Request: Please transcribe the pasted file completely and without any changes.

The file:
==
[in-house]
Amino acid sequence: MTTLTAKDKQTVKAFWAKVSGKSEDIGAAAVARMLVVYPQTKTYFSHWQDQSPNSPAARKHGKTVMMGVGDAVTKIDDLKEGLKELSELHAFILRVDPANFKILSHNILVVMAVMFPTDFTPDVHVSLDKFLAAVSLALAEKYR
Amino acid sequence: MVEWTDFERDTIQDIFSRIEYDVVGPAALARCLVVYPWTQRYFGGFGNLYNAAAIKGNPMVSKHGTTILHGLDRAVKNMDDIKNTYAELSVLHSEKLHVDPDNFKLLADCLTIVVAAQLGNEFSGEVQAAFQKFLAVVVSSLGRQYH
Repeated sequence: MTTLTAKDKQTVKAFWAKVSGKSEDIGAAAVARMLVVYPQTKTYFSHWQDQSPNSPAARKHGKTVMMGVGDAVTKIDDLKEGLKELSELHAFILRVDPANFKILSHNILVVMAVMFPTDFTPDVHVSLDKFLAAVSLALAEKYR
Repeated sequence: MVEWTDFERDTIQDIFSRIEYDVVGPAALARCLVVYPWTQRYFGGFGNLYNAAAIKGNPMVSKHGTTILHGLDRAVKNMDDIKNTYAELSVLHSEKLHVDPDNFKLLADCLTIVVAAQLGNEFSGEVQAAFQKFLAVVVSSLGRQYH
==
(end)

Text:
[in-house]
Amino acid sequence: MTTLTAKDKQTVKAFWAKVSGKSEDIGAAAVARMLVVYPQTKTYFSHWQDQSPNSPAARKHGKTVMMGVGDAVTKIDDLKEGLKELSELHAFILRVDPANFKILSHNILVVMAVMFPTDFTPDVHVSLDKFLAAVSLALAEKYR
Amino acid sequence: MVEWTDFERDTIQDIFSRIEYDVVGPAALARCLVVYPWTQRYFGGFGNLYNAAAIKGNPMVSKHGTTILHGLDRAVKNMDDIKNTYAELSVLHSEKLHVDPDNFKLLADCLTIVVAAQLGNEFSGEVQAAFQKFLAVVVSSLGRQYH
Repeated sequence: MTTLTAKDKQTVKAFWAKVSGKSEDIGAAAVARMLVVYPQTKTYFSHWQDQSPNSPAARKHGKTVMMGVGDAVTKIDDLKEGLKELSELHAFILRVDPANFKILSHNILVVMAVMFPTDFTPDVHVSLDKFLAAVSLALAEKYR
Repeated sequence: MVEWTDFERDTIQDIFSRIEYDVVGPAALARCLVVYPWTQRYFGGFGNLYNAAAIKGNPMVSKHGTTILHGLDRAVKNMDDIKNTYAELSVLHSEKLHVDPDNFKLLADCLTIVVAAQLGNEFSGEVQAAFQKFLAVVVSSLGRQYH